Front Page Titles (by Subject) Washington: A Psychosis - Fugitive Essays: Selected Writings of Frank Chodorov
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Washington: A Psychosis - Frank Chodorov, Fugitive Essays: Selected Writings of Frank Chodorov 
Fugitive Essays: Selected Writings of Frank Chodorov, Compiled, Edited, and with an Introduction by Charles H. Hamilton (Indianapolis: Liberty Fund, 1980).
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Washington: A Psychosis
This piece appeared in Human Events (April 11, 1951).
Psychology could do the country a valuable service by making a thoroughgoing analysis of the political mind. It should be done. Much of the confusion that bedevils the social body stems from the assumption that its frame of thought, its way of thinking, is identical with that of the political world, whereas even superficial observation shows that the political mind runs on tracks of its own. It is sui generis.
Just by way of analogy, and with no intent to be insidious, psychology recognizes the distinctive makeup of the criminal mind; it has complexes all its own, and criminal behavior is explained within the context of those complexes. In the same way, if the operations of the political mentality were clearly defined, the confusing incongruities of political behavior would fall into a meaningful pattern. It would be like opening the window of a room filled with foul air to be able to say: “What else can you expect from the political mind?”
The matter is of utmost importance at this time. Political thought is fast crowding out all other patterns, so that if it is not scientifically set apart it might cause a general mental unbalance. A community infested with gangsterism must take on the character of its dominant group, for, like Gresham's law, decadent values tend to push out of circulation the values that call for integrity. So, as the area of private life is more and more constricted by political pressures, and we are compelled by necessity to adjust ourselves to the political mentality, it is entirely possible that its pattern may supersede what we still call common sense. Assuming that political psychology is essentially an aberration, it is not inconceivable that we may all go insane and not know it.
That the politician must have an indigenous mental arrangement follows from the fact that his way of getting on in life is different from that of any other human. The impact of one's livelihood on one's psyche cannot be discounted. The bellhop in Waterloo, Iowa, will make conversation as all other bellhops do by remarking on the miserable weather; but this one will add: “It's good for the crops.” In Detroit, the impending strike is the obbligato to all thought, and even the cigar-store clerk in Wall Street is conscious of Dow-Jones averages. In Washington—but we will leave that until we have explored the basic idea, that whatever circumstance determines our livelihood determines our thinking.
In that respect, the thief (used merely for illustrative purposes) is no different from any other human. The premises of his thinking may have been distorted by a phobia, but from there on his mind works as his business demands. He lives by breaking the law; his values are shaped accordingly. He cannot conceive, for instance, of a self-contained right of property. The idea is nonsensical, because experience tells him that the only inviolable property is that which cannot be got to.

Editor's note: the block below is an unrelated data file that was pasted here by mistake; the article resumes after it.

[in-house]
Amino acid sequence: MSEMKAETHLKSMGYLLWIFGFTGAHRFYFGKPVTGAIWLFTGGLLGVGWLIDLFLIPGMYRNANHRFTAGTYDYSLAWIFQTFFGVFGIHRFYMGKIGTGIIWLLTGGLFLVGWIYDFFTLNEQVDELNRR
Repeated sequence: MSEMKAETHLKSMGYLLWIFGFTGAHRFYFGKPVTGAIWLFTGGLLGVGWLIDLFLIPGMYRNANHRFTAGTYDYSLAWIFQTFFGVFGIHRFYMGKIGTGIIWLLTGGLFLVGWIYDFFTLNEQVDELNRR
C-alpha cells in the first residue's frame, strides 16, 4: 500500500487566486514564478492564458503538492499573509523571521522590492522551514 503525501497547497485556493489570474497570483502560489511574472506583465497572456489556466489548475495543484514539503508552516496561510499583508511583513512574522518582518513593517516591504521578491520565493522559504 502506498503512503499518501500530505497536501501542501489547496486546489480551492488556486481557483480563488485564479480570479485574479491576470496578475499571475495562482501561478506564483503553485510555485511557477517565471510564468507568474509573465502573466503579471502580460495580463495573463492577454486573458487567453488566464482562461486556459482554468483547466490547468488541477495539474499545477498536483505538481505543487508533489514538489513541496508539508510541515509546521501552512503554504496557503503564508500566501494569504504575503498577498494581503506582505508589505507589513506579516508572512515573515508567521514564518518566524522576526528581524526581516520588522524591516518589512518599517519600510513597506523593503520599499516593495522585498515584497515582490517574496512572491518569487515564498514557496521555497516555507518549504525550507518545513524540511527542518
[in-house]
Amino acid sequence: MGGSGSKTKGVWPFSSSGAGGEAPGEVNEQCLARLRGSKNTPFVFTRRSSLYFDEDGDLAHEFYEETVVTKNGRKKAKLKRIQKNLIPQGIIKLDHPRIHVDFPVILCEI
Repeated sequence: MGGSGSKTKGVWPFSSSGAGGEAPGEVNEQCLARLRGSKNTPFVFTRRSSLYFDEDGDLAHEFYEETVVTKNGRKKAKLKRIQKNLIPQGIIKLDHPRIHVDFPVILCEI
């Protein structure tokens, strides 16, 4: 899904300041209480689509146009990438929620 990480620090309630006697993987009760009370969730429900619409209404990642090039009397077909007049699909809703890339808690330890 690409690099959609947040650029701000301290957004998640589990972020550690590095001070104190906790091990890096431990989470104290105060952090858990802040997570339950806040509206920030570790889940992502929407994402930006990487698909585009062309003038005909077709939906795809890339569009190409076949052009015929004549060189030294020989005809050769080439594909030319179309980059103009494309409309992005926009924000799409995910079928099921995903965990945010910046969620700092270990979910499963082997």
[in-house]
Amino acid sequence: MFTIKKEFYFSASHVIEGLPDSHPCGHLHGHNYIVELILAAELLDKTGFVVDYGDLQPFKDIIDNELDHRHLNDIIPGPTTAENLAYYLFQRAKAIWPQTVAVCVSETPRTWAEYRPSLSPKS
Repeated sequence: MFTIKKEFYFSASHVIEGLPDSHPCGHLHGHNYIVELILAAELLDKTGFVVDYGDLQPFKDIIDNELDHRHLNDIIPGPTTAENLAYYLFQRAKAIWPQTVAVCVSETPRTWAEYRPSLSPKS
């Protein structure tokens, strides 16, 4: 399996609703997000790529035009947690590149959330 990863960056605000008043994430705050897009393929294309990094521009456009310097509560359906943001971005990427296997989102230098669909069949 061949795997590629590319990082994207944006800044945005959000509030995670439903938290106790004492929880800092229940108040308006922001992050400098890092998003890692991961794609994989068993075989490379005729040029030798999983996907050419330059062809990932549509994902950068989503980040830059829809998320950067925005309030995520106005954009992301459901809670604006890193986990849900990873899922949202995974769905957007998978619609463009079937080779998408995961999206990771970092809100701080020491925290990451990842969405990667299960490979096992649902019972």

To be sure, the criminal, because he has to live with himself, covers his business with an ethical cloak. He contends (like Karl Marx) that the robbery he is condemned for is common practice in all legitimate business; making a profit is only legalized thievery. Even in the matter of apprehension and punishment he finds comparison between his and legitimate business; in the latter, risks are covered by insurance, and he covers the risk of his trade by buying “protection” from complacent officials and by hiring devious legal talent. His thinking is shaped by his livelihood.
What we call the “normal” pattern of thought is so only because it is the pattern of the majority—those who live by producing goods and services. Its “principles” are made necessary by the operation of the marketplace. The merchant, the doctor, the shoemaker all have a common objective, that of satisfying the need for their services, and all their thinking is shaped by the exigencies of trade. They fall in line with community customs because that way lies acceptance of their services. The fixation of acceptance is so strong in the marketplace psychology that when an individual breaks from it he is judged abnormal; he needs “adjustment.” And the values that attain top rating in the productive world—honesty, dependability, thrift, and so on—got there only because without them this world would fall apart.
We come now to the politician. He is not a criminal, by definition. Nor is he a producer, even though the textbooks on political science go to great lengths to give him credit for aiding production; their insistence on this point is indirect admission of his incapacity to contribute a single economic “good” to the marketplace. So then, if he is neither a criminal nor a producer, his mental processes must be different from both and we must look to the manner of his living for a clue.